The project allows students from Bard High School Early College, People's Prep Charter School, and Bridges High School to work together after school. The students meet every Tuesday and Wednesday from 3:30 to 5:30 p.m. with the goal of creating a 12-foot by 16-foot dragon that represents the three schools as one.
This cooperative project aims to bridge the gaps between the three schools and bring students together as part of a shared campus and community.
Bard, Bridges and People's Prep have been sharing the space at the former Camden Street Middle School on Bergen Street since the beginning of the school year. The shared campus, one of several in the city, is part of Newark Public Schools plan to provide space in the district's underutilized buildings to innovative public schools.
Bard, one of four innovative high schools that opened last year, allows students to earn up to 60 college credits while enrolled in high school. The school is modeled after two successful Bard programs in New York City.
"The administrations and staff members of our three Camden campus schools are encouraged to see students emerge from their classes at the end their respective academic days and work together on a project of this magnitude," said Ray Peterson, the principal of Bard. "The students initially bring their passion for art to this project, but in the process of working together, they begin to realize how much more they have in common."
The "Animodule" dragon project is being created in recognition of the Chinese Year of the Dragon. The project is supervised by the Barat Foundation, a local Newark nonprofit that works with inner city schools to create works of art.
Athena Barat, an artist from the foundation who has been guiding the students, said her role is to persuade students that "their differences are only surface level and that similarities need to be the focus of uniting the three schools."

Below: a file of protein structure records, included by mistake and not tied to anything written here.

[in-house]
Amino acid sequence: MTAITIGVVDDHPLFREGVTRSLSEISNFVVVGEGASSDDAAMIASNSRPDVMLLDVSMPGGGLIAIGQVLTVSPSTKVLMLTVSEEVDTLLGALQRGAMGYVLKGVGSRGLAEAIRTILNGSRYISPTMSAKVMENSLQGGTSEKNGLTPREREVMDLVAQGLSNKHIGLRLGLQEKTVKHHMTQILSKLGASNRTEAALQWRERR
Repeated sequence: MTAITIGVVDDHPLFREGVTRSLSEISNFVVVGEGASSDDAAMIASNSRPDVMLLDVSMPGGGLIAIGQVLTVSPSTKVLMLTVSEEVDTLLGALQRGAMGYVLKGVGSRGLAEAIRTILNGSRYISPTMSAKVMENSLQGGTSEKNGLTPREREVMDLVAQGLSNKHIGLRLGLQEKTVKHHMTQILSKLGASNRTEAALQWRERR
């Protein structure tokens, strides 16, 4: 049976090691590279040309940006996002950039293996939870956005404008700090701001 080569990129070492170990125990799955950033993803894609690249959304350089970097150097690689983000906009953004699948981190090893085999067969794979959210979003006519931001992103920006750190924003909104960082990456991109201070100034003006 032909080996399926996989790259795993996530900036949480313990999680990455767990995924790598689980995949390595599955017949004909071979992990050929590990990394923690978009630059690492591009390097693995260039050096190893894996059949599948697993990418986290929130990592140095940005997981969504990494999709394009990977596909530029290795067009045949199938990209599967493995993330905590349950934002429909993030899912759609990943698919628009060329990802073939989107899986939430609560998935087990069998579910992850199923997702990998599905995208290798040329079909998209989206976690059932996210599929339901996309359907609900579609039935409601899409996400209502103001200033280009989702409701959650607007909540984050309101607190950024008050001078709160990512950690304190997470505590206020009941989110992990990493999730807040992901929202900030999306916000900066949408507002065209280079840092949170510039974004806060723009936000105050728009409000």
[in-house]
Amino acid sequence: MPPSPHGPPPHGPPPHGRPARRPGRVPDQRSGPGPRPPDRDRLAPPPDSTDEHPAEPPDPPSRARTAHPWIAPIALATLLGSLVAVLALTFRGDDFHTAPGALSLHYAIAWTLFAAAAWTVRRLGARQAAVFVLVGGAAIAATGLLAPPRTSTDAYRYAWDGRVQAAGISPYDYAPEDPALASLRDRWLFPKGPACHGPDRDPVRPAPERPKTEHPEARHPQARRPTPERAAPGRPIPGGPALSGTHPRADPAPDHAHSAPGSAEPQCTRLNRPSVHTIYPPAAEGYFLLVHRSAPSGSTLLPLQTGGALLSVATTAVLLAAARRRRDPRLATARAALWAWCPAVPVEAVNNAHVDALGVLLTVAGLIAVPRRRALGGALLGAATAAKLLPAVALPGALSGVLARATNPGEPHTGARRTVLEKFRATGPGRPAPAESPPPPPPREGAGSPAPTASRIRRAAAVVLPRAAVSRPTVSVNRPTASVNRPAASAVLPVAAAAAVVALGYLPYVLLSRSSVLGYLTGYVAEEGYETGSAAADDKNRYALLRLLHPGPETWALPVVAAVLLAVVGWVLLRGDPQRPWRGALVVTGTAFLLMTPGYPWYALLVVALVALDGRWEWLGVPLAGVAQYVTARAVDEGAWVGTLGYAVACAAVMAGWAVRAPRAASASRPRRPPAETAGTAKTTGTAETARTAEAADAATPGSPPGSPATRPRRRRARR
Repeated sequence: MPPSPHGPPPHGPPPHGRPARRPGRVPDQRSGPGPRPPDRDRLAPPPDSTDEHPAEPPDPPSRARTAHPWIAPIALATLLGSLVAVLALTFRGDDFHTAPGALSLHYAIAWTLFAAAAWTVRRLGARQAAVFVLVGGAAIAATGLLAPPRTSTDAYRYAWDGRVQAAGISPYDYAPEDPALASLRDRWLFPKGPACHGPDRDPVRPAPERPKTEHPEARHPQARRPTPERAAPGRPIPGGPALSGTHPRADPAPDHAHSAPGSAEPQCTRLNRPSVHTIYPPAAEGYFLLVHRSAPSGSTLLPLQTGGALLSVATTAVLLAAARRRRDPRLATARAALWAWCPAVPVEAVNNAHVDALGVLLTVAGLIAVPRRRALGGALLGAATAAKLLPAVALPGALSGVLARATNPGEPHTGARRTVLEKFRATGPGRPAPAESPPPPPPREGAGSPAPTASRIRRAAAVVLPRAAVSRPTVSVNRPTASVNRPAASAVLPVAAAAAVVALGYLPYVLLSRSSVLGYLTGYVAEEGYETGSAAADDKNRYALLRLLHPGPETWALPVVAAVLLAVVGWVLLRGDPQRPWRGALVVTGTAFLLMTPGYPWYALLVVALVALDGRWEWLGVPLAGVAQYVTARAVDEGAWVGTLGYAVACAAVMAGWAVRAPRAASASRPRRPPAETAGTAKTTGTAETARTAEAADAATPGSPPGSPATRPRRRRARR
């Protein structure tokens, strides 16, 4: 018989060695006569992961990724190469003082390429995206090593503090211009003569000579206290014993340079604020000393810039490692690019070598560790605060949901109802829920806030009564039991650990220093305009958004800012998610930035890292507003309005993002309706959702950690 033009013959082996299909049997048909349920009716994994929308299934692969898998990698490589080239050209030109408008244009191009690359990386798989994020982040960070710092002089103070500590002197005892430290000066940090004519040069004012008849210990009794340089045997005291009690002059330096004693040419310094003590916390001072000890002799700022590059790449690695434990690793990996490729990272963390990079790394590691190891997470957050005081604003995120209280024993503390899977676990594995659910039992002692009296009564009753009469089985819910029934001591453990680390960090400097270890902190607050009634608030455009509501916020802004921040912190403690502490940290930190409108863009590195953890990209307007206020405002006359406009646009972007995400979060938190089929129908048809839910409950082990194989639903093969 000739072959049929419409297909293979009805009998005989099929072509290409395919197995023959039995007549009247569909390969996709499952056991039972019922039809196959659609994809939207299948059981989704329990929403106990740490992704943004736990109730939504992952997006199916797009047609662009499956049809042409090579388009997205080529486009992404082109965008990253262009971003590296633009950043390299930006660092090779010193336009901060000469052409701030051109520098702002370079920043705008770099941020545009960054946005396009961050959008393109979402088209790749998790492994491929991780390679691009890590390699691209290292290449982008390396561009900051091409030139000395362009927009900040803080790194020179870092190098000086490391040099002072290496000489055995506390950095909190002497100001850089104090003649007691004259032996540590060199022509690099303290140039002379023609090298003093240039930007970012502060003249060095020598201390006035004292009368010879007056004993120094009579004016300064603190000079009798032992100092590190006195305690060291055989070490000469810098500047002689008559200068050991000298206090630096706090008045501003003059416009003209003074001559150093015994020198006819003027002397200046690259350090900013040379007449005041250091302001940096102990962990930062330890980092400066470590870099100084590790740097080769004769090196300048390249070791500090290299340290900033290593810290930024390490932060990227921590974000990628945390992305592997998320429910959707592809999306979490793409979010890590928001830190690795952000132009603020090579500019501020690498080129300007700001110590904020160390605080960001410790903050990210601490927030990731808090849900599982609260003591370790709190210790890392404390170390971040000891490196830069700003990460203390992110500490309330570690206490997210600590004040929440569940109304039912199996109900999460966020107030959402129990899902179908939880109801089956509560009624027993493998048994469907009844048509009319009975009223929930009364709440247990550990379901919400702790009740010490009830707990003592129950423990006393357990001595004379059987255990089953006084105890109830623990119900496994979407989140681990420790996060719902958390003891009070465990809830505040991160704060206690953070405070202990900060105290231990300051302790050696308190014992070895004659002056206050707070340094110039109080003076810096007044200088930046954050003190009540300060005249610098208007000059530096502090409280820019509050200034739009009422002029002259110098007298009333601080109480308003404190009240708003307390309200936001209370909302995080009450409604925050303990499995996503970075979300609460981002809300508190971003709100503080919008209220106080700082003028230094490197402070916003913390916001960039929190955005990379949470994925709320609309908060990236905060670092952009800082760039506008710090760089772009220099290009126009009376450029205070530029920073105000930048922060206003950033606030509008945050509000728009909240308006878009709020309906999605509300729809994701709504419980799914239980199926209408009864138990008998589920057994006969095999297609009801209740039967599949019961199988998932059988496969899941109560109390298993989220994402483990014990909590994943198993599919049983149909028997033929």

While working with the students, she emphasizes the importance of using symbols to relay a message to everyone throughout the Newark community.
Students come together twice a week to focus on learning about ancient traditions while incorporating values that connect all three schools.
Yolanda Lewis, a ninth grade student at Bard, compared the dragon project to the school community. "Dragons are a representation of the school," Yolanda said. "Like our community here, they show us that we need to be humble and respect ourselves and each other in order to grow as one."
While students brainstormed and discussed the similarities between their schools, some core ideals began to stand out. Although they attend three different schools, they are all preparing for the rest of their lives.
Barat said school was important because it was an incubator of thoughts.
"No matter which school you attend, it is somewhere where the people who gather together are the ones that believe in it and are part of not only a community but a family as well," she said.